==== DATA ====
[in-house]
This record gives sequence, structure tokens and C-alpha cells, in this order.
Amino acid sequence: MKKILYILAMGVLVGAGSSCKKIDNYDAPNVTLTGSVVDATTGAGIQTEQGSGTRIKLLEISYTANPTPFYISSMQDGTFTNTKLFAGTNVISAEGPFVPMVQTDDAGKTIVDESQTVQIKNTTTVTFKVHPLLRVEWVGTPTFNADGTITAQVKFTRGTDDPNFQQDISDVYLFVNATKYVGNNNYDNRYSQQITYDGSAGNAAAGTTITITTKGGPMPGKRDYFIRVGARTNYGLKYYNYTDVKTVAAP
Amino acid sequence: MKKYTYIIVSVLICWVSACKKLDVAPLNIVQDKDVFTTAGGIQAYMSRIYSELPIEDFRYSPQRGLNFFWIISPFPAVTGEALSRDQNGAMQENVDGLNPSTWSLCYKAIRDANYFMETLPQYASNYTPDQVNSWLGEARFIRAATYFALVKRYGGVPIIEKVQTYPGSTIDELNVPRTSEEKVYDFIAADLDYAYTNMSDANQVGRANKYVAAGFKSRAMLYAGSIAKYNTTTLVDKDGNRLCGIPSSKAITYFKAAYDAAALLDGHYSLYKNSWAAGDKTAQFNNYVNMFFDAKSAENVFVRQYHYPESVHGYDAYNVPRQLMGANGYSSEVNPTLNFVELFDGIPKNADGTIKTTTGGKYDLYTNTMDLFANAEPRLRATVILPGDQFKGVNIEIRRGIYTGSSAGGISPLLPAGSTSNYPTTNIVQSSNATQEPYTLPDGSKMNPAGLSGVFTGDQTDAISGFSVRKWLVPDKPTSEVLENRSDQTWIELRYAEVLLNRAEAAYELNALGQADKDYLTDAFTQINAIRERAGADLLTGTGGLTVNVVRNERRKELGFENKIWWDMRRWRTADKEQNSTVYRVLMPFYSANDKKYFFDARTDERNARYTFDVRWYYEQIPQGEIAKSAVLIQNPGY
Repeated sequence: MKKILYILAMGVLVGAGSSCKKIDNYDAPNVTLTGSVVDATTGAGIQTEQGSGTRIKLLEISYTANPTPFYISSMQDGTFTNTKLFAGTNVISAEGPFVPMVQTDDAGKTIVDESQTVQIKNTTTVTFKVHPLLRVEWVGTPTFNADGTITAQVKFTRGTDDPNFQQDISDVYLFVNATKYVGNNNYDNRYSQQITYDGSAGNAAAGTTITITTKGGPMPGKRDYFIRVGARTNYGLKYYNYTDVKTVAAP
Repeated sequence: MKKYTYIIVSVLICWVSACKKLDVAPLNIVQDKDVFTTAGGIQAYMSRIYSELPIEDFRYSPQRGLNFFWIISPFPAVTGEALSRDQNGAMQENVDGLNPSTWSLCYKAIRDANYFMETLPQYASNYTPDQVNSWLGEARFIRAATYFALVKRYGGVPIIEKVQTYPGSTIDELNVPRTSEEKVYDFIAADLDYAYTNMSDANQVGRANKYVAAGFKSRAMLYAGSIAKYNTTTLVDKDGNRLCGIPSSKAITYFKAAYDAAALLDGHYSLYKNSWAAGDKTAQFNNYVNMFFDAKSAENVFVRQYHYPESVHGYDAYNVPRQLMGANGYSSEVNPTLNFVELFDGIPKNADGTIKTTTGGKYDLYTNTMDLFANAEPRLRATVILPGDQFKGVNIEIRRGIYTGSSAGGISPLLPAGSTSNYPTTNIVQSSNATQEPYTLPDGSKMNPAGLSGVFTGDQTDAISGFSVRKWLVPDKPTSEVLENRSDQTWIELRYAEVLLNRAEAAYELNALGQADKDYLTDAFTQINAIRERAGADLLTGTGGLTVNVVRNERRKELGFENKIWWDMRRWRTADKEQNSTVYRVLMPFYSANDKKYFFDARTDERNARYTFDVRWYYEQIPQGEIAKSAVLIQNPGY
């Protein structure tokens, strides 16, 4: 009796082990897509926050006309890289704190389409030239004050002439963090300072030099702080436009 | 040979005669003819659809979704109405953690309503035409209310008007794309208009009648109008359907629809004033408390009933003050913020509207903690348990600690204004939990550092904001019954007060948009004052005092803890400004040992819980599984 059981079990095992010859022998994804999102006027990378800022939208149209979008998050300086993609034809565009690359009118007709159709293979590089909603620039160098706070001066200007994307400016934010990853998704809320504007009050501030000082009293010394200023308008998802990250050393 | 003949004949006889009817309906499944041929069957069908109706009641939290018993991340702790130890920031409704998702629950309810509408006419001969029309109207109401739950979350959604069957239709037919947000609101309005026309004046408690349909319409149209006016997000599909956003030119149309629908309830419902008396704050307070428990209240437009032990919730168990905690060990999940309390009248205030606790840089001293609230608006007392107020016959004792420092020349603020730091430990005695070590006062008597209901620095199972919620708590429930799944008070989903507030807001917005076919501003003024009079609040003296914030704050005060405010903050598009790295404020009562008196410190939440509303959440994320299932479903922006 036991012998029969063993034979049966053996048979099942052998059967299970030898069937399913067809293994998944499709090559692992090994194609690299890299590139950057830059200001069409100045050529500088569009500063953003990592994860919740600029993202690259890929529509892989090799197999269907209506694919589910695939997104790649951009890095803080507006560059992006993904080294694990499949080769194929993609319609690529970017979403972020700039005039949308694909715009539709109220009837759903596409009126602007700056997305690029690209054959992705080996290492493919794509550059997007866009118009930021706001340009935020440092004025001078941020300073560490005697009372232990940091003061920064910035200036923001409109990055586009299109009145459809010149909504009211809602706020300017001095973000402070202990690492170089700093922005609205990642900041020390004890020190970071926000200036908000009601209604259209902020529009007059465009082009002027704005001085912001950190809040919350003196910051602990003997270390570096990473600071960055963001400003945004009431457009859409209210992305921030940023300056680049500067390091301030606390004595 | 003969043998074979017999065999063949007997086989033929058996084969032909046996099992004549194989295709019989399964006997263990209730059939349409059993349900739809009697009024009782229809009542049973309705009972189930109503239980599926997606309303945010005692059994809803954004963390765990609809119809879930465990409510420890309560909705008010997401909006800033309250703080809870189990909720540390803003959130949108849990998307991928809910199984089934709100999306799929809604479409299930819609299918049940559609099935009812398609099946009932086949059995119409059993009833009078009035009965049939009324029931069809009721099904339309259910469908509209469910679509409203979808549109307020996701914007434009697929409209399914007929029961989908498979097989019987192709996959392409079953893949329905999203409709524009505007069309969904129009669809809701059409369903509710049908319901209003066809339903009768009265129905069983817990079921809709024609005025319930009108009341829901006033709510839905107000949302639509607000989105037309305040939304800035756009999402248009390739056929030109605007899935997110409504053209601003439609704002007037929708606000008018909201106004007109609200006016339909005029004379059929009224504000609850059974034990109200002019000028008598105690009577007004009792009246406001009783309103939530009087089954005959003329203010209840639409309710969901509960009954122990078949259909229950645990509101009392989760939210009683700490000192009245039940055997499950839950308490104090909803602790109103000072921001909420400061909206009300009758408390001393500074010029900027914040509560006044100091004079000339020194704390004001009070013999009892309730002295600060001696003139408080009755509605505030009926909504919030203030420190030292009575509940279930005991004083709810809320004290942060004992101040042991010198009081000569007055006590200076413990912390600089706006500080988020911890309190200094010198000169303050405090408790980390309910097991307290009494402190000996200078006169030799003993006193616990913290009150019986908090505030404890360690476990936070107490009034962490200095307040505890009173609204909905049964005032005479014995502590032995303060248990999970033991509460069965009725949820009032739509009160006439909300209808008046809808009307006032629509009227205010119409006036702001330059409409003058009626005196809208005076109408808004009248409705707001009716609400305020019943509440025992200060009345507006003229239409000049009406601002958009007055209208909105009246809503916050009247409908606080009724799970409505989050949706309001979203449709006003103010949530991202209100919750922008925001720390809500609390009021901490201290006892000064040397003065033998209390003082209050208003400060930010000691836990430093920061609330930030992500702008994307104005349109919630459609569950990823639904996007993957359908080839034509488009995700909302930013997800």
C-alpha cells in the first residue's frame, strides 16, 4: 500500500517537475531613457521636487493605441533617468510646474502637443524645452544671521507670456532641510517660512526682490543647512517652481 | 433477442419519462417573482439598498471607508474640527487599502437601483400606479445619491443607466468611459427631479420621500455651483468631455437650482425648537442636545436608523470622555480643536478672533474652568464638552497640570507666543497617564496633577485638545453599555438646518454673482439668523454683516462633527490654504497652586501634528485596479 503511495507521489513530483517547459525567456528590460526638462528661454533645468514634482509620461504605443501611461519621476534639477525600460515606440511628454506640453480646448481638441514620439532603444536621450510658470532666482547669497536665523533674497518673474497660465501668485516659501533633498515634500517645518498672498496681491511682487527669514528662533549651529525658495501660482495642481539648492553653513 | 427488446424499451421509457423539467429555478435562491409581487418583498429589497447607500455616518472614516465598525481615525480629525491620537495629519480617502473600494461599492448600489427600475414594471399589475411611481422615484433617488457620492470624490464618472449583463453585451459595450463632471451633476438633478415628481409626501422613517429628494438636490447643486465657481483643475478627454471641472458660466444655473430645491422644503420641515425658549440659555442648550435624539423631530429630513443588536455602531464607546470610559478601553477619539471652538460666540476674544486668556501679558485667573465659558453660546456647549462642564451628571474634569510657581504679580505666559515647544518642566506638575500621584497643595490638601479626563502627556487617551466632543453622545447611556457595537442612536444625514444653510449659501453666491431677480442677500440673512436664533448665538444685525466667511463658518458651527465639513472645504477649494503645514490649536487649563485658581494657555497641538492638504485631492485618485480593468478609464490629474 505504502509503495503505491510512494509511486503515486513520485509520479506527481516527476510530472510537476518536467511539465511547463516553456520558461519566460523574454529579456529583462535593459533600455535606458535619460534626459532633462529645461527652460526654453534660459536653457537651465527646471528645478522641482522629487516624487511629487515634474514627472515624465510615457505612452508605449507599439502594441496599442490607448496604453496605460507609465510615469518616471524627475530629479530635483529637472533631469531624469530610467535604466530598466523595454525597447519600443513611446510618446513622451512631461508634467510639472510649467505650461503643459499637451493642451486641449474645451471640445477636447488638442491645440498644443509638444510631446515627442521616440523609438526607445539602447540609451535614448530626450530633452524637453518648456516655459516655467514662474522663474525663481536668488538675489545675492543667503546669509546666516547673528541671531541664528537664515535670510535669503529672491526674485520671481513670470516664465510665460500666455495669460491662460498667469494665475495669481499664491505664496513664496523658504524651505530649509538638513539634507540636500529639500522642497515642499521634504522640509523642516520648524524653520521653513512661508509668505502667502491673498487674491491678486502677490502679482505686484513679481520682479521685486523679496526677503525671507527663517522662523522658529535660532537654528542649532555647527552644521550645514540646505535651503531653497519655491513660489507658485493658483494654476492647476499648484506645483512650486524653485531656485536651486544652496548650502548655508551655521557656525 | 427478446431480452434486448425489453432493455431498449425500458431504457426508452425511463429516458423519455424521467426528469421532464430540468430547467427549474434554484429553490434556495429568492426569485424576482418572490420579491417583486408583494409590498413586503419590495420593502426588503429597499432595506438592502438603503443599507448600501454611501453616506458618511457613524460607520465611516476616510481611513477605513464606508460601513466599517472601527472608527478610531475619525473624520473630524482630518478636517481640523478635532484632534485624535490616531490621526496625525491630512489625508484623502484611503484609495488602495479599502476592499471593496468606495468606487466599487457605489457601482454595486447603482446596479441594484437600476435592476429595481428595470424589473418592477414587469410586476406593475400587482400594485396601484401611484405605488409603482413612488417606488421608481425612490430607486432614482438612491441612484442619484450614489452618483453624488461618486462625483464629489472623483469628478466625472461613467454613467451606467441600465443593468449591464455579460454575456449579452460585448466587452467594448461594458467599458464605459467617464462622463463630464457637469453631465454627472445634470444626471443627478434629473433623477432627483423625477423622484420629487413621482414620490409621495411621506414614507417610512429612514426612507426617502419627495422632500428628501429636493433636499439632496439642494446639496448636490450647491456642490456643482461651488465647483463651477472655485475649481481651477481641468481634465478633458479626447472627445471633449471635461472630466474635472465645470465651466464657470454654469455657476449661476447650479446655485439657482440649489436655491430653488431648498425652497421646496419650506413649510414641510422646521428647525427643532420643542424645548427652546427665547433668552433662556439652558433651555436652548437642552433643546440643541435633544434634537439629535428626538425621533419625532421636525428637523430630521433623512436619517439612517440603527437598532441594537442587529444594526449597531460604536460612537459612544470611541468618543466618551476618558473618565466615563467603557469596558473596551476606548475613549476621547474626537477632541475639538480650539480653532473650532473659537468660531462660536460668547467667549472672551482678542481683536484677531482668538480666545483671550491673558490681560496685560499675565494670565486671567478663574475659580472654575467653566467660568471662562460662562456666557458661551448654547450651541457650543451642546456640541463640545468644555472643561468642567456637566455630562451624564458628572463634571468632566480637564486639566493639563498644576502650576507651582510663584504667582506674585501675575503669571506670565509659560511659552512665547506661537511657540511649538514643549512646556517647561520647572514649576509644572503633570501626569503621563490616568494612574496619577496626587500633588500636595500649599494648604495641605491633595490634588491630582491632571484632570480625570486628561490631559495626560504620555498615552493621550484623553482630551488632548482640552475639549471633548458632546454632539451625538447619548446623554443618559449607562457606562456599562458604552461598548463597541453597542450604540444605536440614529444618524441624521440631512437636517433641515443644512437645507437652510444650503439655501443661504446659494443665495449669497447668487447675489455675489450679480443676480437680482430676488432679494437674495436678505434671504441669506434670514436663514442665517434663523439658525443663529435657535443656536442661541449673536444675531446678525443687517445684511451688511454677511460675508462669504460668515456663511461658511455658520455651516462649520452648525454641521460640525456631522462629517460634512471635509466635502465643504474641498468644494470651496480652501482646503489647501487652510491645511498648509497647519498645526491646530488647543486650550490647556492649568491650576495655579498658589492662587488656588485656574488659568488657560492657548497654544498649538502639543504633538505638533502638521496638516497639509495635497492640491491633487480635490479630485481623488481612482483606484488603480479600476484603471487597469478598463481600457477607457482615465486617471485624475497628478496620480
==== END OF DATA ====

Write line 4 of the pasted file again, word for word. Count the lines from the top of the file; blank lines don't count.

Amino acid sequence: MKKYTYIIVSVLICWVSACKKLDVAPLNIVQDKDVFTTAGGIQAYMSRIYSELPIEDFRYSPQRGLNFFWIISPFPAVTGEALSRDQNGAMQENVDGLNPSTWSLCYKAIRDANYFMETLPQYASNYTPDQVNSWLGEARFIRAATYFALVKRYGGVPIIEKVQTYPGSTIDELNVPRTSEEKVYDFIAADLDYAYTNMSDANQVGRANKYVAAGFKSRAMLYAGSIAKYNTTTLVDKDGNRLCGIPSSKAITYFKAAYDAAALLDGHYSLYKNSWAAGDKTAQFNNYVNMFFDAKSAENVFVRQYHYPESVHGYDAYNVPRQLMGANGYSSEVNPTLNFVELFDGIPKNADGTIKTTTGGKYDLYTNTMDLFANAEPRLRATVILPGDQFKGVNIEIRRGIYTGSSAGGISPLLPAGSTSNYPTTNIVQSSNATQEPYTLPDGSKMNPAGLSGVFTGDQTDAISGFSVRKWLVPDKPTSEVLENRSDQTWIELRYAEVLLNRAEAAYELNALGQADKDYLTDAFTQINAIRERAGADLLTGTGGLTVNVVRNERRKELGFENKIWWDMRRWRTADKEQNSTVYRVLMPFYSANDKKYFFDARTDERNARYTFDVRWYYEQIPQGEIAKSAVLIQNPGY